Bad time to be a banker

Bad time to be a banker

It’s time to hide.

If you are a banker, it’s time to disappear. Chances are that those cosy little joints that swept open their doors to bankers just a year ago will declare that the bar is shut and it’s happy hours no more.

Steadily, the wreckage in the global banking industry is piling up. In the last few days, bankers all over the world have been busy wiping the sweat off their brows — the nervous kind of perspiration that usually accompanies first-time job seekers in the world of investment banking who don’t know their fate, not the kind that seasoned ones such as Richard Fuld ever thought they would break into after 40 years at some Wall Street gig.

Fuld, who heads Lehman Brothers, has probably had to spend the last few weeks calling every favour in the book to make sure investors don’t cut furiously loose from his stock, like they did with Bear Stearns, that led to a near-run on the bank and caused the US Federal Reserve to step in.

Fuld, in fact, in April said the “worst is behind us". It seems, in June, some two months later, he’s had to declare nearly $2.8 billion of losses in the second quarter after getting rid of $130 billion of assets and — hold your breath — needed another $6 billion to put the working parts back in.

Lehman Brothers, in some ways in the same predicament as Bear Stearns but not nearly there, had nowhere to go in a tight credit market and had to call in the equity punters in the hope the markets, with their short memories, will somehow overlook the previous trumpeting that not all is bad.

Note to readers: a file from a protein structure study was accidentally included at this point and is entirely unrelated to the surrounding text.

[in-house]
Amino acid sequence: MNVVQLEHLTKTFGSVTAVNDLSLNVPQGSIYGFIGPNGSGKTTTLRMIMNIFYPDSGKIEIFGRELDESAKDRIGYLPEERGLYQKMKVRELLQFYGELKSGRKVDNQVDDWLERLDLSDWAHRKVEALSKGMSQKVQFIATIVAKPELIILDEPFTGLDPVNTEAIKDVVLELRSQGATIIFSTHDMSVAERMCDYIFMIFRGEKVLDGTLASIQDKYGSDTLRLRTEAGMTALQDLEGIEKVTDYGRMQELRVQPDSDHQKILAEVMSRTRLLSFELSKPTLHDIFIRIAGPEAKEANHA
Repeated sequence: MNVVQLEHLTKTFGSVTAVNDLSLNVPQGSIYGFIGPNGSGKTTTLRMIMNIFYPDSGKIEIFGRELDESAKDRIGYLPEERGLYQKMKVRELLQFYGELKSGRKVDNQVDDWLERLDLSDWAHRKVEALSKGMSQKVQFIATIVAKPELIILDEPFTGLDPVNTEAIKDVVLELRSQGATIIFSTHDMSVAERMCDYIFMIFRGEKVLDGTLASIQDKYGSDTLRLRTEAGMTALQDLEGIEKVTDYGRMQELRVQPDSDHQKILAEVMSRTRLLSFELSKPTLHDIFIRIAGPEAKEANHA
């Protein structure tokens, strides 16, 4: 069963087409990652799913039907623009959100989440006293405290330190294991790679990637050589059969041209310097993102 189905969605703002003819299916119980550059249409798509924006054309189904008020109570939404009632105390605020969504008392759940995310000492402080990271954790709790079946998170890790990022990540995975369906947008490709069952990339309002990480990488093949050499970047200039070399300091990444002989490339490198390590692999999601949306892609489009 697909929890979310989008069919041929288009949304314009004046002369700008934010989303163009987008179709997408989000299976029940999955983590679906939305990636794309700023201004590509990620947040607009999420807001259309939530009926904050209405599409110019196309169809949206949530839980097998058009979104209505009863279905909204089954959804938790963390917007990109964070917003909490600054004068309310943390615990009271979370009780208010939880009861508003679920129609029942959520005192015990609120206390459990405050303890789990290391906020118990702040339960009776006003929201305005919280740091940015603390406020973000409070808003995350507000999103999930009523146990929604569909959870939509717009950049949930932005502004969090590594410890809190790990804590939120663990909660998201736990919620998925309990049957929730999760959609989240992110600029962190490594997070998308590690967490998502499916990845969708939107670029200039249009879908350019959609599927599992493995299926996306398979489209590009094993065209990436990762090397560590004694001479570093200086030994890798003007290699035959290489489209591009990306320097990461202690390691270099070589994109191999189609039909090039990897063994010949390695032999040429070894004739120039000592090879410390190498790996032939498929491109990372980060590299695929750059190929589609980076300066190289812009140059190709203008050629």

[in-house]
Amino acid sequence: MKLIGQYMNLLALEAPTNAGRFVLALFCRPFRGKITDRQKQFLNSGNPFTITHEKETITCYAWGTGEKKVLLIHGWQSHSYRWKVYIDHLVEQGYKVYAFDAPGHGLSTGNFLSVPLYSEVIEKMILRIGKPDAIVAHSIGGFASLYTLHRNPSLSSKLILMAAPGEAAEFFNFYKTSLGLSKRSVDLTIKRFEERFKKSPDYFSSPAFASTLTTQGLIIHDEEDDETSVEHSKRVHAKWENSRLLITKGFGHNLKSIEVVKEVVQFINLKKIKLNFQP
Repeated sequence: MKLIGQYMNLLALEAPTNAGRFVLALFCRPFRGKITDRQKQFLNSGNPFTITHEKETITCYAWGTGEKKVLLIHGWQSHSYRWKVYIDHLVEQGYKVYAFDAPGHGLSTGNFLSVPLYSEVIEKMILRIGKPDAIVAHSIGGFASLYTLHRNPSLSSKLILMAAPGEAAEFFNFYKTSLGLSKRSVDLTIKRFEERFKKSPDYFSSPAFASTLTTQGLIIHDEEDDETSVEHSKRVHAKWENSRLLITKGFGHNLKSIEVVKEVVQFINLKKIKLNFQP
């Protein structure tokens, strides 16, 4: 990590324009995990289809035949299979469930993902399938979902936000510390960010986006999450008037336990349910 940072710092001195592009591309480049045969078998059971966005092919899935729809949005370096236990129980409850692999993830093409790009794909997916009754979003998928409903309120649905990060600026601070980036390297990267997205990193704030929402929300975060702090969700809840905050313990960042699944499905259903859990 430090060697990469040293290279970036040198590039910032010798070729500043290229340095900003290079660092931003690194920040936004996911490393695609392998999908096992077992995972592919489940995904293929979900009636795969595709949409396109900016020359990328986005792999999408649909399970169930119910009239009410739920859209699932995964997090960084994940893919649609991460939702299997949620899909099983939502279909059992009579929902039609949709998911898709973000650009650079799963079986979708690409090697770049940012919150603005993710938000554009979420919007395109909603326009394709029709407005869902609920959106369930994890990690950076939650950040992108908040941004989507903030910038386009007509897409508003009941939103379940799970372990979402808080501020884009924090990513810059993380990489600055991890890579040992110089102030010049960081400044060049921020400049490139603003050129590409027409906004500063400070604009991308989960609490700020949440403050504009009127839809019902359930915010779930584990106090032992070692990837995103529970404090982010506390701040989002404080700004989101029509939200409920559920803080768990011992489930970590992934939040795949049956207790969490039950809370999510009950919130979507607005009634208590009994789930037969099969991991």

Signs are, bad news is up ahead and will sock investors in the face as they turn the bend.

These large calls for capital, and Lehman Brothers isn’t the only one seeking lots of money, is terrible news for the markets. While Lehman mopped up the money it needed, it seems Barclay’s wouldn’t mind some dosh — a few billion dollars will do for now — and everyone, ranging from Citigroup to Royal Bank of Scotland and HBOS, has already sponged up more funds — some private, some public.

And now, Meredith Whitney, the recently crowned “I was so right" banking analyst at Oppenheimer who predicted the fall from grace of the hallowed investment banks, recently declared that Citigroup, UBS and Merrill Lynch, the big boys on the street, may take further write-downs on bond insurance, in what she called collateral damage.

Investors who have been writing out those cheques assuming this is the final shoring up after taking write-downs, may discover they whipped out their pens too soon. There is more bottom-fishing to be had.

Perhaps, even investment bankers who claim to run the show don’t know how much.

Anjana Menon is national editor (corporate) at Mint. Comments are welcome at ­